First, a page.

The interest rate should, and is likely to, remain unchanged. So too the future guidance on monetary policy.

Capital depletion, capacity destruction!

The government and RBI must be alert to any, “Capacity destruction” and “capital depletion in informal enterprises” that has taken place under the radar of regular data collection. The formal sector, particularly the corporate sector is flush with cash and have reduced their demand for credit. The medium-large firms in the MSME sector will also have sufficient access to credit once their demand revives. My concern is for the self-employed and the micro & small enterprises which have exhausted their personal and family sources of working capital and may have difficulty obtaining the capital needed to restart their enterprises. The government and RBI must be on the look-out out for sectors/industries/services where capital depletion has happened and ensure that help is provided for restarting their business.

2. Ms. Upasna Bhardwaj, Senior Vice President, Kotak Mahindra Bank

The high frequency economic data continues to improve, signalling that the worst remains behind. Notably, MPC’s June statement and the minutes both had highlighted the upside risks to inflation, with adequate reference to the need for the government to take measures to the supply side inflation. However, we haven’t seen much traction on that front which continues to keep upside risks to inflation intact. Infact the mild hawkishness in the previous minutes came even before the two inflation readings above 6%. Clearly the challenge for the MPC will be to maintain the fine balance.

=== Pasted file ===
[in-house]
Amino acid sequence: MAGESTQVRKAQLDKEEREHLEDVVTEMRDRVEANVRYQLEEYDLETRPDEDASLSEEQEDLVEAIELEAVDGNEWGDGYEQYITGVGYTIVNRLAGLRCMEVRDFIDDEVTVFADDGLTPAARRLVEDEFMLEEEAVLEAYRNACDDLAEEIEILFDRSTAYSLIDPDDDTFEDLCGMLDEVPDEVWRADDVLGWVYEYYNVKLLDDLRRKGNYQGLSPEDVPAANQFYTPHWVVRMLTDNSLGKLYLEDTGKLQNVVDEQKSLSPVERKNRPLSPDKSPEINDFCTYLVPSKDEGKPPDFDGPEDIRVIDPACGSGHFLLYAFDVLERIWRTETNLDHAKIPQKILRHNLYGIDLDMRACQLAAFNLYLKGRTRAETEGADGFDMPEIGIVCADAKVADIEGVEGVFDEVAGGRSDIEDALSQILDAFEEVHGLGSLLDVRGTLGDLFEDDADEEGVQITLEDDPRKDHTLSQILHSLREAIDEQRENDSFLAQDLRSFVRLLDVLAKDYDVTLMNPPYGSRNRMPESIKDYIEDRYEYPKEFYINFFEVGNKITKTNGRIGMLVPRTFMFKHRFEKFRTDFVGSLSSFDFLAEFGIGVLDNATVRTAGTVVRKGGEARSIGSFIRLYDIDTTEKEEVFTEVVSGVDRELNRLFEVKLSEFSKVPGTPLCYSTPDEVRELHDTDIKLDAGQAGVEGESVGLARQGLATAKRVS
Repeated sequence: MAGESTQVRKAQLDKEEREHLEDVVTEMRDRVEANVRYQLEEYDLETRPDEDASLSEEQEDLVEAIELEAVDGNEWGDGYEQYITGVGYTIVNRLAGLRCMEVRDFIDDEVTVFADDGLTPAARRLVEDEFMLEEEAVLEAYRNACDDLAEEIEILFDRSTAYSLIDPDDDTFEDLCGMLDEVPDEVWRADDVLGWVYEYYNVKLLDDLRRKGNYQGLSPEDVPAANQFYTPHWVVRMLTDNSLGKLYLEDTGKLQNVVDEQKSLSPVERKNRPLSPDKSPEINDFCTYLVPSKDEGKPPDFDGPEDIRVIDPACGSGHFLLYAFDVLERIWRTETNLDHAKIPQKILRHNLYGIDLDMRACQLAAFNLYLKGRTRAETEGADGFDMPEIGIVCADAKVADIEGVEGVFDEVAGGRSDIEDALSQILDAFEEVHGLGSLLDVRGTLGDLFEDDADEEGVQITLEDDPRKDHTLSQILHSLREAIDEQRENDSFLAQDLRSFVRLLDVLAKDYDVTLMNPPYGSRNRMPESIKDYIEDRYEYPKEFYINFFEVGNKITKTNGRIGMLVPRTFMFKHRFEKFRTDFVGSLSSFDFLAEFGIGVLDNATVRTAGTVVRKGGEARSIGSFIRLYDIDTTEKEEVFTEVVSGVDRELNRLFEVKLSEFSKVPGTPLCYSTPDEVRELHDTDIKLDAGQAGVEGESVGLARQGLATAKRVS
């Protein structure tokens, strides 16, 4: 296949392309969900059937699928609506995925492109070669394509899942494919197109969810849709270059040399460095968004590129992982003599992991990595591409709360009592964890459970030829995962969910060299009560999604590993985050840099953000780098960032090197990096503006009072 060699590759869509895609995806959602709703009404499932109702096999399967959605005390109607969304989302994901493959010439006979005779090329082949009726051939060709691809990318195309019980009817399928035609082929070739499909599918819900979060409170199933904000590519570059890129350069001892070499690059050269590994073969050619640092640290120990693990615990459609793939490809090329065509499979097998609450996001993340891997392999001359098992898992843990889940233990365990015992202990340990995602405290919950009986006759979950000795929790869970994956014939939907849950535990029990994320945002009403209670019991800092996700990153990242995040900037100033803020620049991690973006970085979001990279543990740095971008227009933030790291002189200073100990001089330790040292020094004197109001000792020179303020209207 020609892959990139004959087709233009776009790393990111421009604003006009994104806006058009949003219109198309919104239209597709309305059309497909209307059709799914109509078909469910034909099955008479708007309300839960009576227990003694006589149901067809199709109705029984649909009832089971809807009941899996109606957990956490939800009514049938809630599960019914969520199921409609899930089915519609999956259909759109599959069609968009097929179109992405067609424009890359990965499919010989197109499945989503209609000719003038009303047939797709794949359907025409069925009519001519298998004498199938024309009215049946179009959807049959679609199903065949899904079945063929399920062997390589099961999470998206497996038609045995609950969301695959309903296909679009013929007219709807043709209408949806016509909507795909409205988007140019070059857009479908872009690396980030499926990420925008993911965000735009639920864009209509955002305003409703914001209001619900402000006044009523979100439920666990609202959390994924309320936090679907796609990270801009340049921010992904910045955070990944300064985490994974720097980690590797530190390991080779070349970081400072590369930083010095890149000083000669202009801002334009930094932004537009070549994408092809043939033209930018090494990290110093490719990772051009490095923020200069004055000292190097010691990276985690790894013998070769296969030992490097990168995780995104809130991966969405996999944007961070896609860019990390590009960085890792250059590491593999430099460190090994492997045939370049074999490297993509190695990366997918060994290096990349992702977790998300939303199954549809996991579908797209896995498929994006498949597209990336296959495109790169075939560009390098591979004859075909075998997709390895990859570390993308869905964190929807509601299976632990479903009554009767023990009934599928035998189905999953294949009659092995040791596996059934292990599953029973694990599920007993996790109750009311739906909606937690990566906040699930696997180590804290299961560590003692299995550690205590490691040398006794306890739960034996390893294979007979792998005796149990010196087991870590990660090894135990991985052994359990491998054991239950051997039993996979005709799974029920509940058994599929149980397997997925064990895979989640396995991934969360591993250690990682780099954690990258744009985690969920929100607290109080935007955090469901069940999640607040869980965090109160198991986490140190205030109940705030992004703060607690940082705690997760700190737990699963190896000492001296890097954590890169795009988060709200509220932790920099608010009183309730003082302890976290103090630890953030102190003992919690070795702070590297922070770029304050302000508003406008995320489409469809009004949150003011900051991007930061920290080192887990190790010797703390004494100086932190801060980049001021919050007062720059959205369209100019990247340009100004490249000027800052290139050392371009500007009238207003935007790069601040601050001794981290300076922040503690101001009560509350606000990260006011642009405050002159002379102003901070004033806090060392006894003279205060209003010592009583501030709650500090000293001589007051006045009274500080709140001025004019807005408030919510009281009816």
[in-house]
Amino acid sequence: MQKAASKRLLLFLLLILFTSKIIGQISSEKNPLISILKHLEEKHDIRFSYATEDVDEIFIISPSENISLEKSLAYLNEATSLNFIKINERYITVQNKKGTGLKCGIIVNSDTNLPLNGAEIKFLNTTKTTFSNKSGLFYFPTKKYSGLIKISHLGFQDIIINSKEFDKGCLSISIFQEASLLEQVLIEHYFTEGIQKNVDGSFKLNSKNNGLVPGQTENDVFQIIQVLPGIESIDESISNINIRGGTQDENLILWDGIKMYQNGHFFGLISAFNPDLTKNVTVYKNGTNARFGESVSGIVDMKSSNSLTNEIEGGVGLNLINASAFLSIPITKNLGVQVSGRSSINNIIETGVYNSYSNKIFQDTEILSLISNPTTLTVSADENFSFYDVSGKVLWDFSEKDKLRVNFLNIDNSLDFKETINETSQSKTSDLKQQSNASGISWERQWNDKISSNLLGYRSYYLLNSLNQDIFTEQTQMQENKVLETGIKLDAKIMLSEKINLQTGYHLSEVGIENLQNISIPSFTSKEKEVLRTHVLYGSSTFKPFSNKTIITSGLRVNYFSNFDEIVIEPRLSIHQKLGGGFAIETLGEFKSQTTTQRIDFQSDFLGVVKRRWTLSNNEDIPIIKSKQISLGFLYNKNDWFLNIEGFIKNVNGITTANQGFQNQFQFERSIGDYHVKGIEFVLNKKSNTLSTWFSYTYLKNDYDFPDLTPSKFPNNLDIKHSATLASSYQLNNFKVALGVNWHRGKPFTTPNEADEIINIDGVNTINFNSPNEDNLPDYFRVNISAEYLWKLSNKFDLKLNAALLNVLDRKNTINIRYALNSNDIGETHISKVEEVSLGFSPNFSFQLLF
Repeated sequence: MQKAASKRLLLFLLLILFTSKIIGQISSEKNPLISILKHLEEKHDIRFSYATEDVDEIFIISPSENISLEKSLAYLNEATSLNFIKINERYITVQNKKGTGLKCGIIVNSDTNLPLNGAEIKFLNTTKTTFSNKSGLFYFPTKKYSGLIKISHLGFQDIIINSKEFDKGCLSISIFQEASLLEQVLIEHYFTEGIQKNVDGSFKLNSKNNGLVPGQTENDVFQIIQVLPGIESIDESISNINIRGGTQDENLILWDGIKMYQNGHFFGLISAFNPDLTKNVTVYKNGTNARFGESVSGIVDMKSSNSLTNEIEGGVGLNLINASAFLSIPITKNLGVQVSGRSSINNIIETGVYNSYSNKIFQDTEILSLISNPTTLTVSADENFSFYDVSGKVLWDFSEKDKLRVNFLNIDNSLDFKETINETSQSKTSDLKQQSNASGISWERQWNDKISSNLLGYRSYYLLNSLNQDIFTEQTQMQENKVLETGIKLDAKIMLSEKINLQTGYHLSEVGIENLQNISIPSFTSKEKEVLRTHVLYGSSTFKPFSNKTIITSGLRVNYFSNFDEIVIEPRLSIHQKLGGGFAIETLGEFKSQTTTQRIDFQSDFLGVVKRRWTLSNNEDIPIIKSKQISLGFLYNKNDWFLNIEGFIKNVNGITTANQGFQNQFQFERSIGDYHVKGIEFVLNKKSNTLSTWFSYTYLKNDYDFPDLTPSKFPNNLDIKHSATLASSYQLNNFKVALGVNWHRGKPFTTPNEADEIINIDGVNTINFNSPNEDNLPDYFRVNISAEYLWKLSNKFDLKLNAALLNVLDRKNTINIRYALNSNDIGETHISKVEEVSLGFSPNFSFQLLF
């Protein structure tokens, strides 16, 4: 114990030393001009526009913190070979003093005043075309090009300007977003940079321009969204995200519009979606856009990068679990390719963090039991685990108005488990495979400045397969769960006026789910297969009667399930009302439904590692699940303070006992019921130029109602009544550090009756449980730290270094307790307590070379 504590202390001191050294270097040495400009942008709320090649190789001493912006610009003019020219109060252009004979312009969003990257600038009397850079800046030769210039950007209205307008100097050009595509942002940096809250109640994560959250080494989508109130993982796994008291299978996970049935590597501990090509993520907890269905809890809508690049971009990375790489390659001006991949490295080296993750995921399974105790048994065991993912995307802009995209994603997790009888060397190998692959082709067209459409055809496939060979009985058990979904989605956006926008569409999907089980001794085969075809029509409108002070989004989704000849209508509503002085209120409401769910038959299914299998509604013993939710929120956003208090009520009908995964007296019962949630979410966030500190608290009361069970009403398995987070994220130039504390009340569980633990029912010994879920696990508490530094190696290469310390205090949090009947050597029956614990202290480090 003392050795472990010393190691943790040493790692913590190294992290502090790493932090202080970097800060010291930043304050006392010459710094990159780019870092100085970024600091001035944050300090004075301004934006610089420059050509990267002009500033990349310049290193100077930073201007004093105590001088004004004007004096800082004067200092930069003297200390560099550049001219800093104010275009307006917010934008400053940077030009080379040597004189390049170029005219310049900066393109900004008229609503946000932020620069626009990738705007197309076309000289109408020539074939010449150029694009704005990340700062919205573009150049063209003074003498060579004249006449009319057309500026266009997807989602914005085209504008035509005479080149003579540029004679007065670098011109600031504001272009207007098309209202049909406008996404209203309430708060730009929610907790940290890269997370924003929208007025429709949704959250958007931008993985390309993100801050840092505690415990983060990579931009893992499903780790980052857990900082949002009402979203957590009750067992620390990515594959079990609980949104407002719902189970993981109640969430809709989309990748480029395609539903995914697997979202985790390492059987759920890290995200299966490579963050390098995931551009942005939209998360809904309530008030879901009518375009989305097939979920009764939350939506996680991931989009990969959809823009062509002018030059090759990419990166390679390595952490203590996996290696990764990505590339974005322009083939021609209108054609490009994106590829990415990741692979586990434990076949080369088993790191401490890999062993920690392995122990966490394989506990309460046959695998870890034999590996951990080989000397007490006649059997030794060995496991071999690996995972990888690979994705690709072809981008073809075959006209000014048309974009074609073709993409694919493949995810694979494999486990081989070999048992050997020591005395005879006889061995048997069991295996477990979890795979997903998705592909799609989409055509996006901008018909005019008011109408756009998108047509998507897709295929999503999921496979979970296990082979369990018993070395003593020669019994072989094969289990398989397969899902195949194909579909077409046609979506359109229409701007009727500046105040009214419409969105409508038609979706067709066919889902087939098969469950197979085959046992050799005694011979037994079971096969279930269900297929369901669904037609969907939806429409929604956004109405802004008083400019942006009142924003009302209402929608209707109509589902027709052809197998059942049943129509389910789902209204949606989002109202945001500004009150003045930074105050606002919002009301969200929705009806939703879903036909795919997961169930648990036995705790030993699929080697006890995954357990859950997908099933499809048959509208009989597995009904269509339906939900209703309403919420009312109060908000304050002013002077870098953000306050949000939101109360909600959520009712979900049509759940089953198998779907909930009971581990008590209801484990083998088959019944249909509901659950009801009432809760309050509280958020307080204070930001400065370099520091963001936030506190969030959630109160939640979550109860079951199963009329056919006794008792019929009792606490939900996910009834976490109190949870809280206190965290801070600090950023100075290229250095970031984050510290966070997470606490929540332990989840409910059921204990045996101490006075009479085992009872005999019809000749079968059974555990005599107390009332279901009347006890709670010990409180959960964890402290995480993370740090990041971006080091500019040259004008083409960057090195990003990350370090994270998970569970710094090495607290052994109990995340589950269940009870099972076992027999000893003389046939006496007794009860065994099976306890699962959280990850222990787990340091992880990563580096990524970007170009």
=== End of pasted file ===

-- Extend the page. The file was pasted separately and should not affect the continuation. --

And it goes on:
In the upcoming policy I expect a status quo on rates and stance but see possibility of a hawkish tone of the statement given the increasing risks to inflation. Even if the MPC was to emphasis on the transient nature of inflation, the inflation outlook trajectory will need to be revised up by 30-50bps. Meanwhile the growth forecast of 9.5% may be only marginally tweaked accounting for the upside to their 1QFY22 projections (RBI’s recent Bulletin provides an estimate for 1QFY22 GDP of 22.1% compared to 18.5% mentioned in the June policy). While the divergence in views and the related discussion of policy normalisation will become clearer in the minutes of the meeting, the guidance in the policy statement will be crucial. Beyond August, we expect the onset of gradual monetary policy normalization, with liquidity management tools to be used at the fore in order to reset the floor rate slowly within the policy corridor. Tools like overnight VRR, increase in quantum of 14-day VRR and allowing non-bank participation in the VRR could be the playbook before a reverse repo hike in December. Policy recommendation and expectation: Status quo on rates and stance

3. Mr. Abheek Barua, Chief Economist and Executive Vice President, HDFC

Clear sequential recovery captured in a number of indicators. Rural segment also showing signs of traction, shortfall in kharif sowing declining and monsoons get evenly distributed. However weekly activity indicators have shown considerable volatility in the past and Need to watch this trend in future.

The broad message from companies, fund managers and other stakeholders is that of an uneven recovery with the large formal sector and middle-class salaried households recovering well; Small business, informal sector not recovering as quickly and access to funds following a similar pattern because of risk perception except credit guarantee beneficiaries.

Rural sector not as insulated as in the first wave. FMCG surveys shows Tier-II cities have led the push. Household budget strain reflected in PF drawdown, loans against gold, default on loans against gold. Government spending has been weak. Some sign of pick-up in July. Need spending to pick-up to help growth momentum and premature fiscal consolidation a risk.